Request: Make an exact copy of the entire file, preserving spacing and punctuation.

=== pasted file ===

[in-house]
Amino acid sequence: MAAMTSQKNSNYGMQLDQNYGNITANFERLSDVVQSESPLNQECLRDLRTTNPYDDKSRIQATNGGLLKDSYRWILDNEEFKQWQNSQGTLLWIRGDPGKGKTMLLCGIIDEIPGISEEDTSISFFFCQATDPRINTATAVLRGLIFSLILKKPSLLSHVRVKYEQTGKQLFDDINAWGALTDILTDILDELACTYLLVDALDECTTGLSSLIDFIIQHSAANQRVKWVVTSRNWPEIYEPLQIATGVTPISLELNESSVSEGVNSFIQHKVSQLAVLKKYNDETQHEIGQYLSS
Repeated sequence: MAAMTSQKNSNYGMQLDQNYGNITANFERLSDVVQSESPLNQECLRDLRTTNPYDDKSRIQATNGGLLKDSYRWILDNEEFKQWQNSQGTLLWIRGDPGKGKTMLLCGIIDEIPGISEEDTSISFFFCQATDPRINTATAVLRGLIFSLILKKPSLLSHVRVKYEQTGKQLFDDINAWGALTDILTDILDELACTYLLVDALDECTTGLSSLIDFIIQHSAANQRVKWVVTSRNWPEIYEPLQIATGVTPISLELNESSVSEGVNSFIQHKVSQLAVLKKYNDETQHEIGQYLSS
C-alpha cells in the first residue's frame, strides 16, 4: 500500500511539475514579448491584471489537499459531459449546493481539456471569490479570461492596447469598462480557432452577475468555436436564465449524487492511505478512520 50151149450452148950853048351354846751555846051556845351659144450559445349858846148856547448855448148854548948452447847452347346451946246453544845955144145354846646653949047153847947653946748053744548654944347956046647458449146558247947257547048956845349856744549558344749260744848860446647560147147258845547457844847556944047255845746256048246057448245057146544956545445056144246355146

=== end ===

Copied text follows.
[in-house]
Amino acid sequence: MAAMTSQKNSNYGMQLDQNYGNITANFERLSDVVQSESPLNQECLRDLRTTNPYDDKSRIQATNGGLLKDSYRWILDNEEFKQWQNSQGTLLWIRGDPGKGKTMLLCGIIDEIPGISEEDTSISFFFCQATDPRINTATAVLRGLIFSLILKKPSLLSHVRVKYEQTGKQLFDDINAWGALTDILTDILDELACTYLLVDALDECTTGLSSLIDFIIQHSAANQRVKWVVTSRNWPEIYEPLQIATGVTPISLELNESSVSEGVNSFIQHKVSQLAVLKKYNDETQHEIGQYLSS
Repeated sequence: MAAMTSQKNSNYGMQLDQNYGNITANFERLSDVVQSESPLNQECLRDLRTTNPYDDKSRIQATNGGLLKDSYRWILDNEEFKQWQNSQGTLLWIRGDPGKGKTMLLCGIIDEIPGISEEDTSISFFFCQATDPRINTATAVLRGLIFSLILKKPSLLSHVRVKYEQTGKQLFDDINAWGALTDILTDILDELACTYLLVDALDECTTGLSSLIDFIIQHSAANQRVKWVVTSRNWPEIYEPLQIATGVTPISLELNESSVSEGVNSFIQHKVSQLAVLKKYNDETQHEIGQYLSS
C-alpha cells in the first residue's frame, strides 16, 4: 500500500511539475514579448491584471489537499459531459449546493481539456471569490479570461492596447469598462480557432452577475468555436436564465449524487492511505478512520 50151149450452148950853048351354846751555846051556845351659144450559445349858846148856547448855448148854548948452447847452347346451946246453544845955144145354846646653949047153847947653946748053744548654944347956046647458449146558247947257547048956845349856744549558344749260744848860446647560147147258845547457844847556944047255845746256048246057448245057146544956545445056144246355146